| By Christine Schneider |
Navigating the digital world has definitely come to the forefront for K-12 schools during the pandemic. Seasoned teachers who had limited experience with integrated digital content found themselves struggling with which resources to use and how to pivot toward teaching remotely. With many K-12 schools incorporating some form of distance or online learning, it’s key to consider what digital content is available to students and how to get the most out of it.
But what works? How can digital content support curriculum standards while still prioritizing the needs of teachers and students, whether learning happens in person or virtually? These questions are addressed in a recently published article in English in Texas titled, “What’s in Your Feed? Navigating the Digital Divide to Advocate for Diverse Texts.”
Last year, due to a new standards adoption for Texas Essential Knowledge and Skills English Language Arts and Reading (TEKS ELAR), I was fortunate to meet Dr. Carol Revelle, an assistant professor in the reading program at Texas A&M University–Commerce. We met up with Audrey Wilson-Youngblood, a librarian at Keller High School and coordinator for library services in Keller ISD, and had the opportunity to present at the Texas Council of Teachers of English Language Arts (TCTELA) conference. That session led to the journal article in English in Texas, and the timing could not have been more perfect.
The article explains: “With the recent changes in the Texas state standards, Gale has updated its databases [and eBooks] to align and complement the new TEKS. Teachers can access texts and resources by specific standards, and eBook libraries have been curated to match Texas standards specifically.”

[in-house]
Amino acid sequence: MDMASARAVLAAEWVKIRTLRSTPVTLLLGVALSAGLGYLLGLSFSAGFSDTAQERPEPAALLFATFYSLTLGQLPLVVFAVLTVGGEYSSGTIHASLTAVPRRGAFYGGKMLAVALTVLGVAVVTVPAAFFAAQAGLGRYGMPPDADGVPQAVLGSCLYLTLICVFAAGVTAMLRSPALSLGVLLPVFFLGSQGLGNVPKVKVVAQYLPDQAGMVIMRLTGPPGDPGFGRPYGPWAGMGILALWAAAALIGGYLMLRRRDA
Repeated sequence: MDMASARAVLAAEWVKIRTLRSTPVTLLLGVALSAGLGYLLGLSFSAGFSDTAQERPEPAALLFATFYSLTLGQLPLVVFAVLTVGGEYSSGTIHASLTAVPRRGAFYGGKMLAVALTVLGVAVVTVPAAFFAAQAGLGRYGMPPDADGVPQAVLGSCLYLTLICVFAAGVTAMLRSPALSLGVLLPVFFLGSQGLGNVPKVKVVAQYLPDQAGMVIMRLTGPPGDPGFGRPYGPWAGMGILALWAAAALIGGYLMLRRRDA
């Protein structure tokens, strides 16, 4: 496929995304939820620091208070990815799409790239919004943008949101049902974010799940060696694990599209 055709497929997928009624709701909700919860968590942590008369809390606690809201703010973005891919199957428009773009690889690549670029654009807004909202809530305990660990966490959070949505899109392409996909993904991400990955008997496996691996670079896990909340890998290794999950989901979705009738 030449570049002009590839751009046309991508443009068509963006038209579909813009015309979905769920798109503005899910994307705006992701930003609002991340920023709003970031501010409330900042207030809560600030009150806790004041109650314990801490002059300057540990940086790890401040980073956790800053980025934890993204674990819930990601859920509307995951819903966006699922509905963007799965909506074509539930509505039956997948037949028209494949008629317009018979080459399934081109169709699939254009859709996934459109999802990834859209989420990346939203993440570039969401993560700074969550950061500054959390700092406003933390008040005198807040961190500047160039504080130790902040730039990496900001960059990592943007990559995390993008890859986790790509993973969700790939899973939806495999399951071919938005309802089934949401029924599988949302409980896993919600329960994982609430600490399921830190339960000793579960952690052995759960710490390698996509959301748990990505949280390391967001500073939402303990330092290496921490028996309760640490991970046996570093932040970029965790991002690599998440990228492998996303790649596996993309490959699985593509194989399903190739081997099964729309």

The article goes on to mention Gale’s TEKS-aligned eBook collections for each grade level. It states:
“From an ELAR perspective, Gale also offers three [eBook] collections containing more than 150 titles at each grade span of elementary, middle school, and high school, which have been specifically aligned to the TEKS. High school is the newest of these, and even contains a virtual bookshelf based specifically on the 2019 most-searched topics in Texas schools. Using the virtual bookshelves, a teacher can find the texts that connect directly to that TEKS.”
The article addresses the struggle of using online materials and how potential solutions can be found within databases and eBook collections. When choosing content for students, schools must (1) ensure that students have access to diverse texts, (2) find texts that support social and emotional learning (SEL), and (3) consider how accommodating a text is for English language learner students or students with disabilities. It’s easier said than done, but using Gale’s digital resources in the classroom, whether in person or virtually, can help meet these needs.
As literacy expert Ernest Morrell stated, “We are living during a time of communications revolution.” Now is the time to reflect on the content that is provided to students and the format in which it is presented.
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